The tricky ethics of painting human suffering

Brian Maguire’s paintings try to address the experiences of society’s outsiders

Over Our Heads the Hollow Seas Closed Up – Brian Maguire
Kerlin Gallery, Dublin
★★★★

With a practice rooted in expressionist painting, Brian Maguire has consistently addressed the experiences of society’s outsiders: the marginalised, alienated, ostracised, dispossessed, abused and discarded. Underlying his stance is a distrust of institutional authority and values, on a par with Michel Foucault’s critique of the nature and functioning of social structures.

Maguire’s subjects – from prison inmates to young people in Brazil’s favelas to hundreds of women murdered in Ciudad Juárez – are often set up and victimised by malign powers over which they have no influence whatsoever.

Making paintings about desperate migrants trying to escape horrific circumstances and reach Europe is a tricky proposition. In fact, initially Maguire had in mind the plight of Latin Americans perishing from heat exhaustion as they tried to make their way north. He then found that something similar was happening on Europe's doorstep. But how to visualise what is going on without aestheticising the suffering of others, making it the subject of voyeuristic contemplation or implicitly flattering your own sense of moral superiority by conspicuously aligning yourself with the underdog, at no cost to yourself?

Taken as a body of work, this exhibition tries to formulate a way of doing so, all the while remaining alert to the pitfalls. Maguire's title is from Dante by way of Primo Levi's If This Is a Man. He points to Levi's insistence on our common humanity in the midst of monstrous circumstances.

Maguire's Apartments Aleppo is an almost formal, grid-like depiction of a destroyed apartment block in Aleppo, for so long a thriving centre of commerce. The missing skin of the building reveals a network of interrupted domesticity, of lives lost or thrown into chaos. Aleppo was a focus for the popular uprising during the Arab Spring, but optimism has given way to tragedy and the cruelty of protracted conflict fuelled by vested interests. Maguire's implication is that some of the inhabitants of Aleppo's blocks are likely to have drowned in the Mediterranean trying to reach a place of safety.

There’s a certain austerity and deliberation to his approach. Any expressionist urge is held in check. More than in his early work, perhaps, he acknowledges the complexities. Maguire is trying very carefully to point to our responsibility to address the problems.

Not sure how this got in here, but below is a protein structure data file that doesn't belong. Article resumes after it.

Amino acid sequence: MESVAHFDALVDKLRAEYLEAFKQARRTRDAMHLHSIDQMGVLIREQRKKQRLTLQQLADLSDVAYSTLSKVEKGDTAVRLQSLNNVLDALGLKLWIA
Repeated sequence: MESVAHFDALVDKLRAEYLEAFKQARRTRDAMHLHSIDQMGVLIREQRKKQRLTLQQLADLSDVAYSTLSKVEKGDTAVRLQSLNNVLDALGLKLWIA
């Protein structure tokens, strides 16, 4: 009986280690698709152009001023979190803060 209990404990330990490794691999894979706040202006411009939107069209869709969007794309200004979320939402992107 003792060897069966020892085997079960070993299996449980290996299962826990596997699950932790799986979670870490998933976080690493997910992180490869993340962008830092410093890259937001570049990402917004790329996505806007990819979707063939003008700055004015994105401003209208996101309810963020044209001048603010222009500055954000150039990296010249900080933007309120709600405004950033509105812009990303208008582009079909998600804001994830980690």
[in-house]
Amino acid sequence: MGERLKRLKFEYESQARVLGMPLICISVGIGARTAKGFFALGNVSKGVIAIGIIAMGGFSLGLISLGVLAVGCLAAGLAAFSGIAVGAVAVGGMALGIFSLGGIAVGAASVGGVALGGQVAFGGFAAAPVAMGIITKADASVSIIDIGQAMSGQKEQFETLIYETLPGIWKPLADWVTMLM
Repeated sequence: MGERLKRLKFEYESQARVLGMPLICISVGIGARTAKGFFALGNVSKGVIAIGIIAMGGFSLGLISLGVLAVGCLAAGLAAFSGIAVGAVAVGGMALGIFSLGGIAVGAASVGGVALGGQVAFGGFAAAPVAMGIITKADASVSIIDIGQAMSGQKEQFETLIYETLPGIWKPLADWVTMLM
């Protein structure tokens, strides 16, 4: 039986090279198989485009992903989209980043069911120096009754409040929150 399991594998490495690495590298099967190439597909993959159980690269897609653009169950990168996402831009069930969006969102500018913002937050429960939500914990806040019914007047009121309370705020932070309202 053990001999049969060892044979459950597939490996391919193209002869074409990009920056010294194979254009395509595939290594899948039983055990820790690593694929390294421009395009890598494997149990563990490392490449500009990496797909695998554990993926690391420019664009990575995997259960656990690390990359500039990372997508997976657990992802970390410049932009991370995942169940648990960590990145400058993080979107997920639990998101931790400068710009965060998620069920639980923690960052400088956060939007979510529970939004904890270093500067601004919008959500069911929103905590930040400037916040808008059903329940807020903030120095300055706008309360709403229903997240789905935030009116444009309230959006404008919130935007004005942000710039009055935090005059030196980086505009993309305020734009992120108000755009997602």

Veins/ Small . . . Far away
Molesworth Gallery, Dublin
★★★★

Fifteen artists, two curators, two group shows on two floors of one modestly sized gallery: it's a lot to take in, but Veins and Small . . . Far Away are crammed, in a good way, with good things. The curators are Davey Moor and Peter Prendergast. Veins is downstairs. It features seven artists whose work "peels back the layers", whether literally or metaphorically. They all occupy an indeterminate space between painting and sculpture. It is rare and refreshing to see so much sculptural work assembled in a gallery.

Estonian-born Riin Kaljurand graduated last year from NCAD and featured at the RHA Annual Exhibition this year. With considerable elan, she makes three-dimensional collages using layers of dried acrylic pigment, which she cuts, folds, drapes, scrapes and draws into. With links to fabric and textile art, and impressive eye-hand co-ordination, there’s a nice lightness to the results, in which free-floating images seem to magically materialise in space.

Kaljurand's work is a first cousin of Susan Connolly's partially disassembled paintings. Connolly too liberates the paint from its support and allows it to unfold in space, anatomising the body of the painting. From there, we move into a sculptural realm of three-dimensional solidity, even if there's a fluid quality to Cecelia Dannell's stalactite-like plaster forms. The other artists are Helen Hughes, Eimear Murphy and Doireann Ní Ghrioghair, the last of whom makes playful, monumental pieces, referencing equally the materials and forms of big architectural structures and toy building blocks. Her constructions anticipate what's to come in the second show.

Upstairs in the building's beautiful, wood-panelled drawing room, Small . . . Far Away rounds up eight proposals for public monuments. Artists were invited to submit detailed plans, background notes and maquettes. Unusually, the normal dictates of health and safety held little sway, as indeed did the laws of physics. "The structures," read the guidelines, "will not conform to safety guidelines nor health-code regulations . . . There shall be a lengthy period of non-consultation with the general public . . . The artists shall not be bound by any . . . appropriate gravitational, motional or logical laws of by-laws."

The result is a brilliant installation incorporating a wall of documentary material on an imaginative group of monuments set free. All of the artists rise to the occasion. Sabina MacMahon, for example, submits a project by Leonora Byrne, a monument to her geologist relative Annie-Honoria Byrne. Annie-Honoria, writes Leonora, embarked on the heroic project of analysing and numbering all the pebbles on the seafront at Bray. She aims to honour her memory with a vastly scaled-up version of a pebble of greywacke sandstone veined with quartz, which seems appropriate. The remaining proposals, from Adrian Duncan, Paul Hallahan, Noel Hensey, Vera Klute, Justin Larkin, Mark McCullough and Alex de Roeck, are as provocative, thoughtful and entertaining.